SIOUX FALLS, S.D. (AP) — The FBI says a black civil rights activist was killed during the 1973 occupation of Wounded Knee, and it suspects militant members of the American Indian Movement are responsible, according to recently released documents.
The hundreds of pages of reports provided to Buffalo, N.Y., attorney Michael Kuzma and shared with The Associated Press Wednesday shed new light on the 40-year-old case of Ray Robinson, an activist and follower of Martin Luther King Jr. But the documents fall short of pinpointing where Robinson was buried and do little to fulfill his family's wish to have the remains brought home to Detroit.
Desiree Marks, who's held out hope for 40 years that she'd see her father again, said she was crushed by the FBI's confirmation of his death.
"I've always thought that might not be the case. He may come home. He may be alive. He may, he may, he may," Marks told The Associated Press on Wednesday. "And yesterday, when I was reading the documents it was very difficult. It made it real final."
AIM co-founder Clyde Bellecourt said Wednesday that he was only in Wounded Knee for 51 days and knew nothing of Robinson.
"I don't know who he is," Bellecourt said. "I never met him. I don't know what he looks like."
Robinson, a father of three from Bogue Chitto, Ala., traveled to South Dakota's Pine Ridge Indian Reservation in April 1973 to stand alongside Native Americans in their fight against social injustice. The 71-day standoff between AIM members and federal agents at Wounded Knee left at least two tribal members dead and a federal agent seriously wounded. The Pine Ridge Indian Reservation occupation is credited with raising awareness about Native American struggles.
The documents were released in response to Kuzma's June lawsuit against the U.S. Justice Department to help Robinson's widow, Cheryl Buswell-Robinson, and their children get some closure.
Buswell-Robinson, of Detroit, said her husband's nonviolent approach conflicted with the violent situation at Wounded Knee and that it's possible AIM members suspected he was a federal informant. The personable, 6-foot-2 black man with a deep baritone voice would have stood out on a Midwest American Indian reservation, she said.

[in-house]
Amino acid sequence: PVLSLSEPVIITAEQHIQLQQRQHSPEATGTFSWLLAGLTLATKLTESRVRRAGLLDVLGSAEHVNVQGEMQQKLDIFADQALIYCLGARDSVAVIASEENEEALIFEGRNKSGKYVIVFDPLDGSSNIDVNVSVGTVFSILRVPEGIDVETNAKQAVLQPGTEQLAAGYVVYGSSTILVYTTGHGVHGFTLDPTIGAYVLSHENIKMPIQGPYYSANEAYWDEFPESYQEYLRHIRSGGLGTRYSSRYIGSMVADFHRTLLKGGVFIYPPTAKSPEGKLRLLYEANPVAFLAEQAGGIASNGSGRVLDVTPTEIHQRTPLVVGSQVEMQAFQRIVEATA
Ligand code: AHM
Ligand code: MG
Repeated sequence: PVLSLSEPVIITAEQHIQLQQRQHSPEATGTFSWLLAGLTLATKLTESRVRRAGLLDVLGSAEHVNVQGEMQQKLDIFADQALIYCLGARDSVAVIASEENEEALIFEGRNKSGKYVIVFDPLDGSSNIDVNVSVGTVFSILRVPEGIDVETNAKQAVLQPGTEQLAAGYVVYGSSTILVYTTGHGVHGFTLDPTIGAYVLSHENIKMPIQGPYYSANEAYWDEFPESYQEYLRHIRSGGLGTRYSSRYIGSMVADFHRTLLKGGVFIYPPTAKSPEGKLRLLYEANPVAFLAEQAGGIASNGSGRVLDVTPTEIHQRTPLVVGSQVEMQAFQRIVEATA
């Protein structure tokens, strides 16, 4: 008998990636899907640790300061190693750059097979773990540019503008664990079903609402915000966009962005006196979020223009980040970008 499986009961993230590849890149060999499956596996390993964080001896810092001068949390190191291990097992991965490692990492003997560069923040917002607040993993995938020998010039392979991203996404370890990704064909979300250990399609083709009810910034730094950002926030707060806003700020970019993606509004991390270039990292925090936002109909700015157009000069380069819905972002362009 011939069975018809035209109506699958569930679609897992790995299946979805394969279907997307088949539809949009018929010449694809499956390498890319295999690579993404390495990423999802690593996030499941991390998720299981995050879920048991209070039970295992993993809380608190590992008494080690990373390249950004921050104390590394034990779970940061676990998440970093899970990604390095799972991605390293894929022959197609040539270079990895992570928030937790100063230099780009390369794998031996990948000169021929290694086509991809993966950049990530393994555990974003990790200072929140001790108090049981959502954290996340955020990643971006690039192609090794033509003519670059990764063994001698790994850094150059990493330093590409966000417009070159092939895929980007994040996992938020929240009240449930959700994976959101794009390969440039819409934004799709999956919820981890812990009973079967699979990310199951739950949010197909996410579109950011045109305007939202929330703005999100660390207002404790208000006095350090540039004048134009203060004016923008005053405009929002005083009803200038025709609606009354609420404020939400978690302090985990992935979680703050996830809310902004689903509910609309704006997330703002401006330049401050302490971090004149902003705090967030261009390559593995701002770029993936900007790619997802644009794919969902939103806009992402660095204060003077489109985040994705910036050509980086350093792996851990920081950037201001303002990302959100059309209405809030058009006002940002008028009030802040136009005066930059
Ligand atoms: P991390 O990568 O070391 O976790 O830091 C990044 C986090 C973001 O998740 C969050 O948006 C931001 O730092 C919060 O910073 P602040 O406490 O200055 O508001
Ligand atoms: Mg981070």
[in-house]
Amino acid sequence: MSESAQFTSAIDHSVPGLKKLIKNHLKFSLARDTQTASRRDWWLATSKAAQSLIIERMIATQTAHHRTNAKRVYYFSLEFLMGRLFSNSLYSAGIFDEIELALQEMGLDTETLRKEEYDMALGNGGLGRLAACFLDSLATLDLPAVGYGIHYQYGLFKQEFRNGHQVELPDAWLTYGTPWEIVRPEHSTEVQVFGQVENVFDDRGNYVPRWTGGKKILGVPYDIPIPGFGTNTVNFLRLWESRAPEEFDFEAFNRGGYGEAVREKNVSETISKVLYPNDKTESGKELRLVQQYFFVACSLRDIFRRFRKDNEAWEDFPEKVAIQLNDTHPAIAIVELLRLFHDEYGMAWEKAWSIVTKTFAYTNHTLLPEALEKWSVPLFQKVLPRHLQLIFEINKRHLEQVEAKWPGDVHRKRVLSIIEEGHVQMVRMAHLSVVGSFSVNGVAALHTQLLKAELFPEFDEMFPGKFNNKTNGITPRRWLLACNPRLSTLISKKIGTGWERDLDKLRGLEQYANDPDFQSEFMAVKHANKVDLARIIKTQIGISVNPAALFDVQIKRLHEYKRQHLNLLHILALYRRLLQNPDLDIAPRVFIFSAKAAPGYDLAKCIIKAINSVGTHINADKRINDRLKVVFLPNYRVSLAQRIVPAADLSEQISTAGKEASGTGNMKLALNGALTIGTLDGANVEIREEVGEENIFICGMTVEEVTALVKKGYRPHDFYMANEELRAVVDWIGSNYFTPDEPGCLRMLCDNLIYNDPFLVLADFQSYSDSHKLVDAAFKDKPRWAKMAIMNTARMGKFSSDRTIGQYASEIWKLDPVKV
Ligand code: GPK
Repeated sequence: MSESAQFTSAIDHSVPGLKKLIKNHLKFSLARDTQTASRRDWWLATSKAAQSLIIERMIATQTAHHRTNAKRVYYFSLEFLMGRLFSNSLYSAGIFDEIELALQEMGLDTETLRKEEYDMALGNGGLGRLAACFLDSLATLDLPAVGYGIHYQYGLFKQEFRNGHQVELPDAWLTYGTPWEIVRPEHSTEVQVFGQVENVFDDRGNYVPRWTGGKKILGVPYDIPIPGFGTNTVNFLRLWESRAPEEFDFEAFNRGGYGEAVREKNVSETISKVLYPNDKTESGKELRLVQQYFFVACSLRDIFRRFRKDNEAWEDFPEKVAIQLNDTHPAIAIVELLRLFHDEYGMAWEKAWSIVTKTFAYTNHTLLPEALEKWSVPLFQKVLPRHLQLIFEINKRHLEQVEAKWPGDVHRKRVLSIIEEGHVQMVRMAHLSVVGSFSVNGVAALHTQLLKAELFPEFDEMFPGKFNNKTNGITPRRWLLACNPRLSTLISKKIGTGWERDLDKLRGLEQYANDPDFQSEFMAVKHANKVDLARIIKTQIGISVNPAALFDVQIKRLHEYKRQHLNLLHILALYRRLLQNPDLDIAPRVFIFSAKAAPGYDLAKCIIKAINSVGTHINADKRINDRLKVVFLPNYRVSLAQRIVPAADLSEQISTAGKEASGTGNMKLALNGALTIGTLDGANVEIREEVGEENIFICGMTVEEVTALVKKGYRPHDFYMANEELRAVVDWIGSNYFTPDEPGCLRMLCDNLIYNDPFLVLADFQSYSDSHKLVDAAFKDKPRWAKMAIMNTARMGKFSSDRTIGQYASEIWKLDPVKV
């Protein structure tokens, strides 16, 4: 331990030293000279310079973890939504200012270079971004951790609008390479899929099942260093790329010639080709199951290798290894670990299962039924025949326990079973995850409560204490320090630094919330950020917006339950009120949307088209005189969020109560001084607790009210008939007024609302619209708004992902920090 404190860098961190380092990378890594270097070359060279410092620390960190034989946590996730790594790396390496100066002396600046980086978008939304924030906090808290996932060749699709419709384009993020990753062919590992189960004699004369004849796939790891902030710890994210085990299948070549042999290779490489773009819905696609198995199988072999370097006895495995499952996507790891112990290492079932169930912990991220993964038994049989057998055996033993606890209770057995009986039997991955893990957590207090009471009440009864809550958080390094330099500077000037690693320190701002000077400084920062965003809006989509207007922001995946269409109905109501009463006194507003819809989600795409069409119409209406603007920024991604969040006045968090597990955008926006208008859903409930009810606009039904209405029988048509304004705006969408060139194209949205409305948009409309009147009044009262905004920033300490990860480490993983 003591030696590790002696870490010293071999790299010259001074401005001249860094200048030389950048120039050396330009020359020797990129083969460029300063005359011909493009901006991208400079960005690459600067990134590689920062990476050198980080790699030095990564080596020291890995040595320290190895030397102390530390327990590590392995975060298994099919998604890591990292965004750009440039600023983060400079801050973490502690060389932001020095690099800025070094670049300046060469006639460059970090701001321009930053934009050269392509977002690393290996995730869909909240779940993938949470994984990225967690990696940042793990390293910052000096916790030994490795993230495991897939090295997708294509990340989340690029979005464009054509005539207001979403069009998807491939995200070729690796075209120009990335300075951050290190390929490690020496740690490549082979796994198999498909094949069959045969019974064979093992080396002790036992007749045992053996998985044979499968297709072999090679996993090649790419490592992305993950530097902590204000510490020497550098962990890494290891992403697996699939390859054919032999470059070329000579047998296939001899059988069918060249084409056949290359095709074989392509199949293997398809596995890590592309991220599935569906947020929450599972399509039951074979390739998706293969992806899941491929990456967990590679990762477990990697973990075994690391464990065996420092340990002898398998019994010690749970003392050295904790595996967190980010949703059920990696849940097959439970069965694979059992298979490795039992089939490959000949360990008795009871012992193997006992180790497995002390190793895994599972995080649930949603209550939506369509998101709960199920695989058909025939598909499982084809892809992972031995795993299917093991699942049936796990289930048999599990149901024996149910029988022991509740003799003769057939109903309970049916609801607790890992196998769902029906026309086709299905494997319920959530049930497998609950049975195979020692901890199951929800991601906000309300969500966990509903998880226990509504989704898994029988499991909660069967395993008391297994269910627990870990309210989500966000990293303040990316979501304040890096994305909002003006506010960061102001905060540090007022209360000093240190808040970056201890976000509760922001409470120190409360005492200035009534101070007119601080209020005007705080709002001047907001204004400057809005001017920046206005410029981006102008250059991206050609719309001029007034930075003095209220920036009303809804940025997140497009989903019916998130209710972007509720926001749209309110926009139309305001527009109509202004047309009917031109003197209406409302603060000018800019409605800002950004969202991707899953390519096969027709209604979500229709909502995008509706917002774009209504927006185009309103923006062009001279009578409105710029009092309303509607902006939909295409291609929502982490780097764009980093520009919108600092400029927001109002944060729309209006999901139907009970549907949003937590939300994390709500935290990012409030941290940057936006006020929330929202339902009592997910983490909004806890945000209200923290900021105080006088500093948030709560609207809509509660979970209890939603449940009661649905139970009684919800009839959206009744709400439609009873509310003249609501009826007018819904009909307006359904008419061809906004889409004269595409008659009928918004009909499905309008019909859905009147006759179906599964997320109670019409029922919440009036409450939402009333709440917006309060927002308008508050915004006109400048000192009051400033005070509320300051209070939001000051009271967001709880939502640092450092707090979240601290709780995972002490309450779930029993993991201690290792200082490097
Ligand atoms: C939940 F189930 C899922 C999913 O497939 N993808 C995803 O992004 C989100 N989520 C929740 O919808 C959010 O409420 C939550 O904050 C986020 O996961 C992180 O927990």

Robinson's family just wants to bring his remains home for a proper burial.
"I'd just like to have my dad. I'd like to have a place where I can sit down and talk to him and know he's there," said Marks, who also lives in Detroit.
The Robinson case, which has been opened, closed and reopened over the years, was most recently closed again in July, said Greg Boosalis, an FBI spokesman in Minneapolis.
"If new information comes forward that is substantial, we will reopen it," Boosalis said.
According to the FBI documents, an unidentified cooperating witness told agents that "Robinson had been tortured and murdered within the AIM occupation perimeter, and then his remains were buried 'in the hills.'"
Any search or excavation attempts would likely be complicated by the reservation's sovereign status. Buswell-Robinson and her two daughters traveled to Wounded Knee in 2004 to walk areas that Robinson likely walked, but they came back without answers.
Another witness told agents that Robinson was in Wounded Knee for about a week and had difficulty adjusting to the lack of food, the chaos of the scene and the unilateral AIM command. That witness said Robinson immediately wanted to open discussion in the bunker about AIM's strategies but no one listened or took him seriously.
The witness said Robinson got into a heated exchange with another person and was taken to a house by a security team. When Robinson grabbed a knife from a table, he was circled by AIM security guards, according to the witness. A shot rang out, and Robinson's eyes "rolled up as he went down."
Buswell-Robinson, 69, questions that account and believes Robinson was in the Wounded Knee occupation area for hours, not weeks. She said the most likely account of her husband's death is one passed on to her by Barbara Deming, a writer and political activist who was asked by Buswell-Robinson in the mid-1970s to look into the killing. She relayed the story to Buswell-Robinson in letters years after the disappearance.
According to Deming's account, Robinson was eating oatmeal one day but hadn't yet checked in with an AIM leader. He was ordered to report to the leader immediately but said the check-in had to wait until he was finished eating. He was then shot, according to the story.
"Ray did not respond well to that authoritative direction," Buswell-Robinson said.
The wounded Robinson was taken to a clinic, but the FBI hasn't pinned down what happened next.
For decades, AIM leaders have denied knowledge of Robinson's death. One witness told agents that AIM leader Vernon Bellecourt, who died in 2007, knew Robinson had been killed and "made a statement to the effect that AIM had 'really managed to keep a tight lid on that one' over the years.'"
AIM leader Dennis Banks did not return a message left by The Associated Press on Wednesday.
Clyde Bellecourt questioned why the FBI wasn't spending its time investigating the many unsolved Native American deaths during Wounded Knee.
"There's never been a grand jury hearing on any of them," he said.
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